Wimbledon Buzz—Tales of Agut and a GOAT, Hot Coco and Cool Novak

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AGUT VS. A GOAT: The fourth-round match between Roberto Bautista Agut and Roger (“Greatest of All Time”) Federer could be called a match between Agut and a “GOAT.”

NOT QUITE TRUE: Early in Venus‘s career, when the hype machine was in full gear, Martina Navratilova said, “If everybody believed everything they read about her, we might as well go home, because Venus Williams is going to beat everybody.”

QUOTEBOOK:

Gilles Simon is the master of prevarication. He has stamina to burn.”—Wimbledon Live Radio

“Love him or hate him, this kid Nick Kyrgios will get people watching this game for years.”—Nick Lester

“The fortitude of the people here at Wimbledon knows no bounds.”—Mary Rhodes

COCO PUFFS INTO QUARTERS: For the first time in ten years, three American women—Serena, Coco Vandeweghe and Madison Keys—are into the quarterfinals. Incredibly, the suddenly confident, big-hitting Vandeweghe has scored three stunning upsets in a row. She beat No. 11 seed Karolina Pliskova, No. 22 seed Sam Stosur, and today the No. 6 seed, last year’s semifinalist Lucie Safarova. Again and again, she came from behind against the seasoned Czech. Next, she faces Maria Sharapova. This is Coco’s 19th Slam, and her best previous result was at this year’s Aussie Open, where she reached the third round.

Twenty-year-old Keys, the No. 21 seed, cut down on her errors and improved her movement to beat the No. 122 Belarussian qualifier Olga Govortsova 3-6, 6-4, 6-1. Through four rounds the average ranking of her opponents was 104. Next up for the Aussie Open semifinalist, is No. 13 seed Aga Radwanska, the 2012 Wimbledon finalist.

THE ACCIDENT-PRONE PRO: The devastating ruptured ligament suffered by world No. 1 Rory McIlroy raises the question whether a lot of pros will still go out onto the popular soccer field at Indian Wells. The injury to the defending British Open champ also brings to mind some random horrific injuries in tennis, such as Serena stepping on a glass in a Munich bar, Sam Querrey falling through a glass table, Mats Wilander missing the toilet when he went to sit on it in a Japanese hotel, or David Wheaton skateboarding through a glass window on the Stanford campus.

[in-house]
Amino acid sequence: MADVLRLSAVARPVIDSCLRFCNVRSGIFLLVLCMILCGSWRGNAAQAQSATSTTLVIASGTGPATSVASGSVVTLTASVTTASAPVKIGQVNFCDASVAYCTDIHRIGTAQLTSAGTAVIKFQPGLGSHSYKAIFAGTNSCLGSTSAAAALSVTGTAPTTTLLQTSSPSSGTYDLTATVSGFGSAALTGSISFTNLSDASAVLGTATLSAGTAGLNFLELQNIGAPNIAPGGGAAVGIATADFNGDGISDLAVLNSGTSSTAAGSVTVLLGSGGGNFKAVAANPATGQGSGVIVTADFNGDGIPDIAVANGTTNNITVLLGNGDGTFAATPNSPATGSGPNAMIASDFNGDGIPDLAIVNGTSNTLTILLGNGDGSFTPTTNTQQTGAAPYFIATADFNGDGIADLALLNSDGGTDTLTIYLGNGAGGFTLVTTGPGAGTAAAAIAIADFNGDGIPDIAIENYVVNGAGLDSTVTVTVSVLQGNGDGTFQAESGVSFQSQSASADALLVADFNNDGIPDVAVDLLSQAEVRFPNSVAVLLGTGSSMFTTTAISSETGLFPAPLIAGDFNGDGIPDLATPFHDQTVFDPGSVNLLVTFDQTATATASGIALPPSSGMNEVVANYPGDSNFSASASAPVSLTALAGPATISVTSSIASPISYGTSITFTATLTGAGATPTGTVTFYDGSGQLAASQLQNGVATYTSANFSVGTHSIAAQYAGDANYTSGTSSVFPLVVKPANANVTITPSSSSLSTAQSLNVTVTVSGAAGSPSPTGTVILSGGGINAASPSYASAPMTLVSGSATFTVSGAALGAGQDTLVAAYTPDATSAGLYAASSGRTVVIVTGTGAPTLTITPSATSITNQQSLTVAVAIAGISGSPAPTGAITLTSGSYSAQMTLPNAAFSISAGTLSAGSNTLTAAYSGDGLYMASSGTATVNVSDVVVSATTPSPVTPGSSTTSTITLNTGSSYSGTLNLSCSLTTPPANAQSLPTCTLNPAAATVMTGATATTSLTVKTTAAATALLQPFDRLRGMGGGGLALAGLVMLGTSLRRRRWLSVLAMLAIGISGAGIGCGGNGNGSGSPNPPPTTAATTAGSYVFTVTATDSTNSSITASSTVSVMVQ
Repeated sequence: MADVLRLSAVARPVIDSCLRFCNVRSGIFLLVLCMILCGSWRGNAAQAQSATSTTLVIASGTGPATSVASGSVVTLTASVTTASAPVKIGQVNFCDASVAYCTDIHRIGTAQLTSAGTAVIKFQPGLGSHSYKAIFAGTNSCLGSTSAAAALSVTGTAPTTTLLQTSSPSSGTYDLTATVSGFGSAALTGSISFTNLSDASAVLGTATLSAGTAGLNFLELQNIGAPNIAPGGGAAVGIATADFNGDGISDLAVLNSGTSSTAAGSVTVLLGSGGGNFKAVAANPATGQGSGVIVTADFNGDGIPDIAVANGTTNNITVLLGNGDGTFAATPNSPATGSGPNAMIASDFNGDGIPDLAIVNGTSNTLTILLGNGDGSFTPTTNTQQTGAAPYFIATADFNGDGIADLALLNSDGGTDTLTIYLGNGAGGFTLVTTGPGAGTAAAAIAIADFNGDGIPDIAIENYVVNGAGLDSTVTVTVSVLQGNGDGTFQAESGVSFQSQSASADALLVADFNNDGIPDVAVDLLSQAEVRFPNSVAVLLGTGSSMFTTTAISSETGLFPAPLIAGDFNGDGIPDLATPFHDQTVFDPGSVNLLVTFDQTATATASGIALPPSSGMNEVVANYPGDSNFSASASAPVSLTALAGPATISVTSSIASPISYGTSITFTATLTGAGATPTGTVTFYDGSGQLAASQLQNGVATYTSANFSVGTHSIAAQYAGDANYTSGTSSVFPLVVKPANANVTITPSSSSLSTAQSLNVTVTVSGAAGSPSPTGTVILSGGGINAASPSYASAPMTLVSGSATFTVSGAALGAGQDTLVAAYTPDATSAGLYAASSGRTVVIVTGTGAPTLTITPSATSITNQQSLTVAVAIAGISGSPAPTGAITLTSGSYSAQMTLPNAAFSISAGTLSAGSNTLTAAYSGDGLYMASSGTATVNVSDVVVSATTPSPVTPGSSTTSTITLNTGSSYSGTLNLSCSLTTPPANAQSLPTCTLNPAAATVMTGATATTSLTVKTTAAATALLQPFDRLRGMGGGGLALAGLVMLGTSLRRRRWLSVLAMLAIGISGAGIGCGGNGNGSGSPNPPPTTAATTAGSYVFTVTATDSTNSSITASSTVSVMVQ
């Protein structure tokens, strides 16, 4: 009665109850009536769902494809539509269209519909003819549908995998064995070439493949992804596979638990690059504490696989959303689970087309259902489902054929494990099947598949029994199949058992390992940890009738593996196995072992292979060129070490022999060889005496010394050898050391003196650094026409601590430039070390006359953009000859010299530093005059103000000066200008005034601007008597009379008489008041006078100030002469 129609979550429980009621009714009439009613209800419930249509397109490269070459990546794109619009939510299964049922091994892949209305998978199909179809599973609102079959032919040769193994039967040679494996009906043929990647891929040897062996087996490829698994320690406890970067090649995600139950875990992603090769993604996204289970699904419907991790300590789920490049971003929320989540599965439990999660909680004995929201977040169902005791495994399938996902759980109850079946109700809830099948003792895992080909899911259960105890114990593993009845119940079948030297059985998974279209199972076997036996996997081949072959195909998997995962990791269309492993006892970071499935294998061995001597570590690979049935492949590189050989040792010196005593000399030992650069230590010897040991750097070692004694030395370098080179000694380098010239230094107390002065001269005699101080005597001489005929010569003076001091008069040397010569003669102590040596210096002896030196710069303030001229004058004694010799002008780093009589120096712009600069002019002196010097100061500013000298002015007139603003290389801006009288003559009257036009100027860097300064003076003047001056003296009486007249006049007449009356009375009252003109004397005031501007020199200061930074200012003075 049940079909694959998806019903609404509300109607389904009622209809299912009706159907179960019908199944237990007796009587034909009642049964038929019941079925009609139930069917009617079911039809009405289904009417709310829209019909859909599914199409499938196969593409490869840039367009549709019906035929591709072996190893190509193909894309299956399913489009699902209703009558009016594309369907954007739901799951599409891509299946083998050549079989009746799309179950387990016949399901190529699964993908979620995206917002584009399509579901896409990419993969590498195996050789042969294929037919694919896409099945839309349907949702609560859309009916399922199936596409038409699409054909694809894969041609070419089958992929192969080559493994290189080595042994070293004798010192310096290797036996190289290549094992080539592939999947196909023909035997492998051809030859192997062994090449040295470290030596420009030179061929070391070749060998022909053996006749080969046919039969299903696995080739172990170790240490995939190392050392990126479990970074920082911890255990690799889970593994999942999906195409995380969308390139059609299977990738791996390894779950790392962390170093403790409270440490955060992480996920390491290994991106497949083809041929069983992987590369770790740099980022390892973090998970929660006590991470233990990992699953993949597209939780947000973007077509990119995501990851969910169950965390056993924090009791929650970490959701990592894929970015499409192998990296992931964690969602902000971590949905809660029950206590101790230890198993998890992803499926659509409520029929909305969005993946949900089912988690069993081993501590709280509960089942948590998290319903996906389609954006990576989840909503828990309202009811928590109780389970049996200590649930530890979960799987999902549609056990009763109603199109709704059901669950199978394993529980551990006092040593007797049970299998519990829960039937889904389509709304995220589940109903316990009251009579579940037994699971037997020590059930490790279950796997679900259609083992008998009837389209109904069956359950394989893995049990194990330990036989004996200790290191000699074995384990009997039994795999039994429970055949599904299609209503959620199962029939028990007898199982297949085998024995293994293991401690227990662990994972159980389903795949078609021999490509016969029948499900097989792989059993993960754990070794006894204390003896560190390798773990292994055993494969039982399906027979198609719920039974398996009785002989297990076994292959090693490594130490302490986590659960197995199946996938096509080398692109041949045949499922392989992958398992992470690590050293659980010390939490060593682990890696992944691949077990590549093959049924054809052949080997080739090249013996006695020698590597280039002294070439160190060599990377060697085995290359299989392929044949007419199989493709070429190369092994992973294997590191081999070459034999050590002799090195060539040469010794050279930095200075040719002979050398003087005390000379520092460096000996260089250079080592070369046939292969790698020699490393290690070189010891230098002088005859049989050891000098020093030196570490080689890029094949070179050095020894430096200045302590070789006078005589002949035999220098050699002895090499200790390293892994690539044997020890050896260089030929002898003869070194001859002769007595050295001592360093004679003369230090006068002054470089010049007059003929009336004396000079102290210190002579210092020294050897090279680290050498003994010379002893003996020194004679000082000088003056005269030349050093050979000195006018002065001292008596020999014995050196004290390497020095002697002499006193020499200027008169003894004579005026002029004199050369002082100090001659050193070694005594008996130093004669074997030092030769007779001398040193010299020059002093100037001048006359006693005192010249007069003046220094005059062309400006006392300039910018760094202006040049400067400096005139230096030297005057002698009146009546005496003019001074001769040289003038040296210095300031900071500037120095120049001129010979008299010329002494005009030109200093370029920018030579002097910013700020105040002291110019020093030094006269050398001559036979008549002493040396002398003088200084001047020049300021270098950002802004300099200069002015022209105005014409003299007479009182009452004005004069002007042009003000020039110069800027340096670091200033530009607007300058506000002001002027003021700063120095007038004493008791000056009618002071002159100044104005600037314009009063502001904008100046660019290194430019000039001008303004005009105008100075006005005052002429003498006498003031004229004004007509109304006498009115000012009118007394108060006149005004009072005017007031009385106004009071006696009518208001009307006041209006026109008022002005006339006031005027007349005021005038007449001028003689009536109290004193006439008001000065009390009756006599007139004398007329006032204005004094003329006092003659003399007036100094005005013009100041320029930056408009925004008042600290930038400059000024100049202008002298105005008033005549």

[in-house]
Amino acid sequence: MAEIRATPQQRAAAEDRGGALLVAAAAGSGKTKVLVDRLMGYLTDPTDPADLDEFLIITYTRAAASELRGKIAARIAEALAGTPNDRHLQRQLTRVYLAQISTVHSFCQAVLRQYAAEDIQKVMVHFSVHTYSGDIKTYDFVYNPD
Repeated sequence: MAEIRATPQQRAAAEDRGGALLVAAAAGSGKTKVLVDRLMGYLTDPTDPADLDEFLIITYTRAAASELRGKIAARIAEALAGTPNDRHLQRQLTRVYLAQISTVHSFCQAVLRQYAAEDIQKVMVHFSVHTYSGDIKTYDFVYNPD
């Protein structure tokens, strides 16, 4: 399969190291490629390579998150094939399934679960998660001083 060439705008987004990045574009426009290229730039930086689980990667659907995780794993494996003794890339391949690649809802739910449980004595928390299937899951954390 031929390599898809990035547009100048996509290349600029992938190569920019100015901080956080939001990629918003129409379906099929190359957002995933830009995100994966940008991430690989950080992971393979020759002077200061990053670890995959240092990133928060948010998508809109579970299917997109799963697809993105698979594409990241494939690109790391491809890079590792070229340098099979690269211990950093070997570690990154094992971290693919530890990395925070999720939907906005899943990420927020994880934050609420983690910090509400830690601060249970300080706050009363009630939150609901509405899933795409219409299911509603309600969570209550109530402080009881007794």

TO BE CONTINUED: In a superb grass court contest, the zoning Kevin Anderson served beautifully, blasted power forehands, moved adeptly for a 6’8″ giant, scored brilliant lunging stab volleys, and shocked defending champion Novak Djokovic to go up 7-6, 7-6.

But ultimately No. 1 Djokovic, who donated a wretched double fault in the first set tiebreak, proved his steely championship mettle by rallying to win the third and fourth sets 6-1, 6-4 and even the contest before play was suspended due to darkness. Fortunately for the struggling Anderson, the match was not moved to Centre Court, under the roof. Instead, it will be played Tuesday. No men’s defending champion has lost this early since Pete Sampras lost in the quarters in 1996.

A TALE OF TWO HALVES: Going into the fourth round, the top half of the ladies’ singles draw had won 35 Slam titles. The players in the lower half had none.

GO FIGURE: Kevin Anderson‘s coach Neville Godwin once beat Novak Djokovic‘s coach Boris Becker at Wimbledon Canadian Vasek Pospisil won in five sets in singles and lost in five sets in doubles.

TALL ORDER: Time and again, Andy Murray hit lob winners over 6’10” Ivo Karlovic.

NOT SO FAST, LADIES AND GENTLEMEN: A headline in Monday’s paper read, ‘ANOTHER TITLE, FED? DREAM ON.’ Federer, who has dropped just one set going into his quarterfinal match against Gilles Simon, isn’t looking too shabby for a 33 year old.

HEADLINES:

SAME RULES FOR 150 YEARS—UNBELIEVABLE

TATT’S NOT THE DRESS CODE

WIMBLEDONCON—ALL ENGLAND CLUB’S SOUVENIRS ARE MADE IN CHINA … EXCEPT FOR THE CHINA, WHICH IS MADE IN ENGLAND

BEST TATTOOS: Bethanie Mattek-Sands, Dustin BrownLiam Brody.

NOT EXACTLY A NOBLE EFFORT: After Australian fans who were backing the olive-skinned Nick Kyrgios put a chocolate spread on their face, tabloid reporters tried to stir controversy by asking Venus and Serena if it was inappropriate.

CURIOUS KRYGIOS: It was not a good day for Nick Kyrgios, as he lost to Richard Gasquet 7-5, 6-1, 6-7, 7-6. The Aussie—who is both incredibly charismatic and quite problematic, often in the same breath—got a code violation for an audible obscenity, exchanged words with the umpire over his socks, and was booed by the crowd when he shamelessly tanked a couple of points. Yes, he is so very appealing and talented, but he has some significant maturing to do.